The Office of the National Coordinator for Health Information Technology (ONC) launched its data access framework initiative this week, an effort to increase interoperability among electronic health records (EHRs) from different vendors. Creating a data standard for all EHRs will empower patients who are switching from one provider to another, help smaller practices analyze and learn from their EHR data, and encourage innovation, according to Dr. Doug Fridsma, the Chief Science Officer and Director of the Office of Science and Technology at the ONC.
"The thought was that if we could open up the EHR and provide basic connectivity, what we've heard from the innovation community is that would really drive the innovation community to get engaged because they're not having to build 15 different interfaces into the EHR," Fridsma told MobiHealthNews. "They can build one [interface] and have a whole host of EHR systems they might be able to build value added services for, based on the data that's contained within them."
In addition, being able to easily extract information from EHRs will help accountable care organizations to measure the effectiveness of care when determining reimbursement. Data standardization would eliminate redundancies, where patients some times have to get tests done multiple times because the results aren't transferred from one system to another. Earlier this year, the West Health Institute projected that interoperability -- among both EHRs and medical devices -- could save the US healthcare system $30 billion a year.
The initiative includes members from Allscripts, Surescripts, the CDC, GE Healthcare, the Mayo Clinic, McKesson, Partners Healthcare, and others.
"This is our call to action across the industry to get people to engage in telling us what would be helpful standards or specifications or common ways of doing things that the industry can agree on both in terms of larger EHR vendors, smaller vendors and the innovation community," Fridsma said. "What would it be helpful for them have access to?"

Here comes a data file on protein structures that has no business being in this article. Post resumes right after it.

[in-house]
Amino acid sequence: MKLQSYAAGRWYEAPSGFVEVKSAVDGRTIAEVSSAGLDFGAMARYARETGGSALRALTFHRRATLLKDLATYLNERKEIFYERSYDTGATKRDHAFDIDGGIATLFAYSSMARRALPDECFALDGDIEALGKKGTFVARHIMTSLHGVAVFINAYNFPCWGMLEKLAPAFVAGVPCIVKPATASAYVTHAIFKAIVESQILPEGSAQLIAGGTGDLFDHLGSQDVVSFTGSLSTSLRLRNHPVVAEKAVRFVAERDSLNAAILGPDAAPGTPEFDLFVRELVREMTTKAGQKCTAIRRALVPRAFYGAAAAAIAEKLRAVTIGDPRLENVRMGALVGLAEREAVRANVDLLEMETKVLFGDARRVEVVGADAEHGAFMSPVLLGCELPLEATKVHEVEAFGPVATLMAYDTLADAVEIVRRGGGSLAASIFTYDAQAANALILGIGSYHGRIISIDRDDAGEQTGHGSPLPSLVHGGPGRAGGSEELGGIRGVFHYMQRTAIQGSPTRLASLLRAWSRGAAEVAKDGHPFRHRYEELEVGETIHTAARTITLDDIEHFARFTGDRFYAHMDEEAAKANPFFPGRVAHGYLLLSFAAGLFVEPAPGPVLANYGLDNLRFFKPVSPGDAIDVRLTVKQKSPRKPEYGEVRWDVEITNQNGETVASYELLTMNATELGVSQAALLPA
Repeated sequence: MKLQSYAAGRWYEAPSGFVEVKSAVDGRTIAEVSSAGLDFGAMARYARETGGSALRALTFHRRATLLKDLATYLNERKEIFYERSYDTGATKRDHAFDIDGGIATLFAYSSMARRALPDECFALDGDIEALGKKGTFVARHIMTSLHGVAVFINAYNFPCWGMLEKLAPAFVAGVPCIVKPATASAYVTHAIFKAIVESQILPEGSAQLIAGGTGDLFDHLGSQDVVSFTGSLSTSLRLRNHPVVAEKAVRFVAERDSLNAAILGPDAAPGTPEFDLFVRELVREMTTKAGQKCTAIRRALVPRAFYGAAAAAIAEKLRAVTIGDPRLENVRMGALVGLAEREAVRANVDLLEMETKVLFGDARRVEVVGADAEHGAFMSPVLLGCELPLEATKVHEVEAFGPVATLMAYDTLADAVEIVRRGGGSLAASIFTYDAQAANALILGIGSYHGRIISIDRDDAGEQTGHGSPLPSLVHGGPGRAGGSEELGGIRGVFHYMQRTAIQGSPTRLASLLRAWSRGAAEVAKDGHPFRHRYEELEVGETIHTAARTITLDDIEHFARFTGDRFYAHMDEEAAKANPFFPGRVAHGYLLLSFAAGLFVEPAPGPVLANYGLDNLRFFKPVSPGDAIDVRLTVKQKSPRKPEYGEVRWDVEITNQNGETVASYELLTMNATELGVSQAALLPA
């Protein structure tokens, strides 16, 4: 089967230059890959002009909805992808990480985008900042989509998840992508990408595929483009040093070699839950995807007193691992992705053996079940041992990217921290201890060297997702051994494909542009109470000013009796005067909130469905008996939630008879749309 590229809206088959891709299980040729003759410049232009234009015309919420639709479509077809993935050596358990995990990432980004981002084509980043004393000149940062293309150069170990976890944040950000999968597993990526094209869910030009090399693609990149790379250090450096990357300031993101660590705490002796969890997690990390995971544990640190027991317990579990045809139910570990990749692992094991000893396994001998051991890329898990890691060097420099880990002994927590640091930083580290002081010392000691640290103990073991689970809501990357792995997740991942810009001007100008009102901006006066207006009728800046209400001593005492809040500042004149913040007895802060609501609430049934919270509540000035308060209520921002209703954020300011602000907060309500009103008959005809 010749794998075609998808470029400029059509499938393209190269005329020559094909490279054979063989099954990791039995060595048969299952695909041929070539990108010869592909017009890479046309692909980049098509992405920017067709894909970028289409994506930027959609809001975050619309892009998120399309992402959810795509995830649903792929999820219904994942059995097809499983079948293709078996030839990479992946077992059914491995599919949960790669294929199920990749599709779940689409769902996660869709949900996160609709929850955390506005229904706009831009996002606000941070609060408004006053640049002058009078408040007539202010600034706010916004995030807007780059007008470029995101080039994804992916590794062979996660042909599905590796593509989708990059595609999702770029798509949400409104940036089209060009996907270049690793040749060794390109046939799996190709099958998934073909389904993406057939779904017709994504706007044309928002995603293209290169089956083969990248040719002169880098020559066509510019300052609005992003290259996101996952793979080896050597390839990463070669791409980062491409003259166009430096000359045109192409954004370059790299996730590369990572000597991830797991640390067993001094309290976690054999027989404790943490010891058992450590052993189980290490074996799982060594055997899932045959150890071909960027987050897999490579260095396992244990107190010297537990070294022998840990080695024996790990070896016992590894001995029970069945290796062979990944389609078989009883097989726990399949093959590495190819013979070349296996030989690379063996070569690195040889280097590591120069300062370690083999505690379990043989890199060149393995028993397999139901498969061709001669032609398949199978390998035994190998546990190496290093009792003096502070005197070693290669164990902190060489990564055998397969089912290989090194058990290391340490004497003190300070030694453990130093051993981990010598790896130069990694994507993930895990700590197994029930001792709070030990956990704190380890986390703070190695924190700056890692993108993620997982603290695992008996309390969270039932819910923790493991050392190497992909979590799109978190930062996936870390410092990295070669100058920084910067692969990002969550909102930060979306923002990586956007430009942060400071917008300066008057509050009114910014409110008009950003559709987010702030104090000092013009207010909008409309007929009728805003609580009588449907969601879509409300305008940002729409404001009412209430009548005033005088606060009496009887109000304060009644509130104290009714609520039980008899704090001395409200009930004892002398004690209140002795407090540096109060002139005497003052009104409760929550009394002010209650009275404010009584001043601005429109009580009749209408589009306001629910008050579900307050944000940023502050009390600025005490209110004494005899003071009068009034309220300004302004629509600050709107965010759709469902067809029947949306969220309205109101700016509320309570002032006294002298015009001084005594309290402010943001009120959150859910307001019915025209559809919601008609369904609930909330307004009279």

Fridsma said the ONC will use multiple levers to get EHR vendors on board with whatever standards the initiative comes up with, including incorporating them into future certification requirements for meaningful use.
"There are incentives for the vendors, realizing if they have a product that's not certified it's going to be hard for them to sell that in the marketplace," Fridsma said. "That's one of the levers we have, but we work closely with the vendor community to make sure we're asking them to do things that in the end are going to be beneficial to patients and to the healthcare systems."
Fridsma said that Meaningful Use certification, and the government subsidies that come with meeting it, have already proved a successful tool in driving EHR adoption.
"In 2009, when the program was started we had about 17 percent adoption of EHRs in this country," he said. "This year we passed 50 percent, we expect that growth will continue for the next couple of years, probably getting us to 80, 85 percent in the next two years or so. It's hard to create an innovation and interoperability ecosystem if everyone's working on paper. So getting things from paper to electronic was really the first step in the process."
He said the new initiative is following the lead of ONC's Blue Button initiative, which standardized EHR data to make it more available to patients via mobile devices.
"Once we began to standardize Blue Button for patients, we really saw the innovation community be incredibly responsive and have all sorts of new valuable services that took off as a result of that," he said. "We've always sort of said, and I think [White House Chief Technology Officer] Todd Park can echo this as well, data is the fuel for innovation. If you don't have the data it's really hard to create applications that people can use in healthcare and in health IT."